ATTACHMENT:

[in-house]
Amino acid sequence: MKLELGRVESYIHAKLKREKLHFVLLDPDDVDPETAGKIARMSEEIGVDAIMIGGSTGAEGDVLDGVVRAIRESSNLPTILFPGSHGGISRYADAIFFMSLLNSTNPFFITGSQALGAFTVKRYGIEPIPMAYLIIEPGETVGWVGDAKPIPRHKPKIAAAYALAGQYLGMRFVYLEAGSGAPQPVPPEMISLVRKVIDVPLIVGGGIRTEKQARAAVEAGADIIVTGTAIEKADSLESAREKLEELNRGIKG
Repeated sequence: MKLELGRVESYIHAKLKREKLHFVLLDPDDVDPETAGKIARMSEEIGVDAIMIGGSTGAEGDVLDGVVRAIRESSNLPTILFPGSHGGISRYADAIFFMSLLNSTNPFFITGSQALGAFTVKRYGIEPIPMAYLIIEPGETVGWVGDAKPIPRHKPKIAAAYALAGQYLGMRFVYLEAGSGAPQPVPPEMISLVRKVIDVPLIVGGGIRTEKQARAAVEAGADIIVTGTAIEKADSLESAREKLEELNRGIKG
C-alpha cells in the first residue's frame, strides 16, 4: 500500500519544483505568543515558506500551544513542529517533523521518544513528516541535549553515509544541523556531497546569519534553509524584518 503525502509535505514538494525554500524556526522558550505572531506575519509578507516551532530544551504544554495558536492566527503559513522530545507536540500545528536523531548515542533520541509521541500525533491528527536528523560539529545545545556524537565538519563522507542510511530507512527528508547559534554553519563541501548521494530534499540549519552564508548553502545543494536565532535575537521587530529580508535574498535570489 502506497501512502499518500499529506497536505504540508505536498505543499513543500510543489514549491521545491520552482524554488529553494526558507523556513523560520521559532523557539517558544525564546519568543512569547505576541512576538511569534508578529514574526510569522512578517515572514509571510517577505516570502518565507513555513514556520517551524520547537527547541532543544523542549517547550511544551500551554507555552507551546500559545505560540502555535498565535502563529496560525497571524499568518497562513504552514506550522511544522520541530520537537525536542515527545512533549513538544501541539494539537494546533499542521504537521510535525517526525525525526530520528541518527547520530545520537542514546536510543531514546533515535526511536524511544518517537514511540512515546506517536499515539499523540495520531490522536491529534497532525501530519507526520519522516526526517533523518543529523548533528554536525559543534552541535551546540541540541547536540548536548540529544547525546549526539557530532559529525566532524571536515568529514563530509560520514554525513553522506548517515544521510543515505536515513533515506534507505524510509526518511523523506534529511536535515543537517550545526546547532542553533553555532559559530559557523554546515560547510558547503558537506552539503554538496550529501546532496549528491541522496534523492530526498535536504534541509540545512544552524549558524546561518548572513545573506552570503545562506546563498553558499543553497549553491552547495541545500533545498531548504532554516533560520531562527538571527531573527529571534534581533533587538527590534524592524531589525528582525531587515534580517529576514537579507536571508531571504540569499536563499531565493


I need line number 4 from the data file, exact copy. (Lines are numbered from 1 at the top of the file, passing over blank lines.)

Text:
C-alpha cells in the first residue's frame, strides 16, 4: 500500500519544483505568543515558506500551544513542529517533523521518544513528516541535549553515509544541523556531497546569519534553509524584518 503525502509535505514538494525554500524556526522558550505572531506575519509578507516551532530544551504544554495558536492566527503559513522530545507536540500545528536523531548515542533520541509521541500525533491528527536528523560539529545545545556524537565538519563522507542510511530507512527528508547559534554553519563541501548521494530534499540549519552564508548553502545543494536565532535575537521587530529580508535574498535570489 502506497501512502499518500499529506497536505504540508505536498505543499513543500510543489514549491521545491520552482524554488529553494526558507523556513523560520521559532523557539517558544525564546519568543512569547505576541512576538511569534508578529514574526510569522512578517515572514509571510517577505516570502518565507513555513514556520517551524520547537527547541532543544523542549517547550511544551500551554507555552507551546500559545505560540502555535498565535502563529496560525497571524499568518497562513504552514506550522511544522520541530520537537525536542515527545512533549513538544501541539494539537494546533499542521504537521510535525517526525525525526530520528541518527547520530545520537542514546536510543531514546533515535526511536524511544518517537514511540512515546506517536499515539499523540495520531490522536491529534497532525501530519507526520519522516526526517533523518543529523548533528554536525559543534552541535551546540541540541547536540548536548540529544547525546549526539557530532559529525566532524571536515568529514563530509560520514554525513553522506548517515544521510543515505536515513533515506534507505524510509526518511523523506534529511536535515543537517550545526546547532542553533553555532559559530559557523554546515560547510558547503558537506552539503554538496550529501546532496549528491541522496534523492530526498535536504534541509540545512544552524549558524546561518548572513545573506552570503545562506546563498553558499543553497549553491552547495541545500533545498531548504532554516533560520531562527538571527531573527529571534534581533533587538527590534524592524531589525528582525531587515534580517529576514537579507536571508531571504540569499536563499531565493